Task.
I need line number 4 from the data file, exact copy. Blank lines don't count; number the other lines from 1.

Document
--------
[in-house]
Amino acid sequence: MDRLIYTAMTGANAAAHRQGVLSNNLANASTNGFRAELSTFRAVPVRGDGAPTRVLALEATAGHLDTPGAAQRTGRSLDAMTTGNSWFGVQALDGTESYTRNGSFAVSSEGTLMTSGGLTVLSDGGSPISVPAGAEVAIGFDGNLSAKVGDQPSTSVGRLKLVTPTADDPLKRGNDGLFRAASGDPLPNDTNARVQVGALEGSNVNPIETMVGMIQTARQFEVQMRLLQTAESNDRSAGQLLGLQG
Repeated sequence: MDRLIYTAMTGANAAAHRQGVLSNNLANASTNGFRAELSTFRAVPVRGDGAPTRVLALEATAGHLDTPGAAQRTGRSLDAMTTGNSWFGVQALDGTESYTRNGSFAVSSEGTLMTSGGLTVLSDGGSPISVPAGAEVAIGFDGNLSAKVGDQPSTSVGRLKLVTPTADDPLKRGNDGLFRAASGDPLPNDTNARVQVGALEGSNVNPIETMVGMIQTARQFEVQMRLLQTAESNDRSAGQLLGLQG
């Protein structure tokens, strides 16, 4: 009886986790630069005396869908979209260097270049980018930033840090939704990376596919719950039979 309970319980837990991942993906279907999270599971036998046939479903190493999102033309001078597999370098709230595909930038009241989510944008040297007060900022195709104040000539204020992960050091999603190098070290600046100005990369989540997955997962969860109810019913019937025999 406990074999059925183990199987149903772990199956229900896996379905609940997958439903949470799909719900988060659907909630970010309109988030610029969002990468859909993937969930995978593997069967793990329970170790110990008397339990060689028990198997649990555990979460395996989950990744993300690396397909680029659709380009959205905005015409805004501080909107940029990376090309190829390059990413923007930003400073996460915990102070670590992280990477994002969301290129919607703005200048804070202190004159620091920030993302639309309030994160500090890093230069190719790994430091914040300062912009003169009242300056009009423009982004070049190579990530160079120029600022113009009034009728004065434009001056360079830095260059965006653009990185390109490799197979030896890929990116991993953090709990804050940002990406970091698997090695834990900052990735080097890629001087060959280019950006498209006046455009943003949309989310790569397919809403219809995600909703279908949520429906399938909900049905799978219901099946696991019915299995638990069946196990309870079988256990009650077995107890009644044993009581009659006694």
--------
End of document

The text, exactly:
């Protein structure tokens, strides 16, 4: 009886986790630069005396869908979209260097270049980018930033840090939704990376596919719950039979 309970319980837990991942993906279907999270599971036998046939479903190493999102033309001078597999370098709230595909930038009241989510944008040297007060900022195709104040000539204020992960050091999603190098070290600046100005990369989540997955997962969860109810019913019937025999 406990074999059925183990199987149903772990199956229900896996379905609940997958439903949470799909719900988060659907909630970010309109988030610029969002990468859909993937969930995978593997069967793990329970170790110990008397339990060689028990198997649990555990979460395996989950990744993300690396397909680029659709380009959205905005015409805004501080909107940029990376090309190829390059990413923007930003400073996460915990102070670590992280990477994002969301290129919607703005200048804070202190004159620091920030993302639309309030994160500090890093230069190719790994430091914040300062912009003169009242300056009009423009982004070049190579990530160079120029600022113009009034009728004065434009001056360079830095260059965006653009990185390109490799197979030896890929990116991993953090709990804050940002990406970091698997090695834990900052990735080097890629001087060959280019950006498209006046455009943003949309989310790569397919809403219809995600909703279908949520429906399938909900049905799978219901099946696991019915299995638990069946196990309870079988256990009650077995107890009644044993009581009659006694």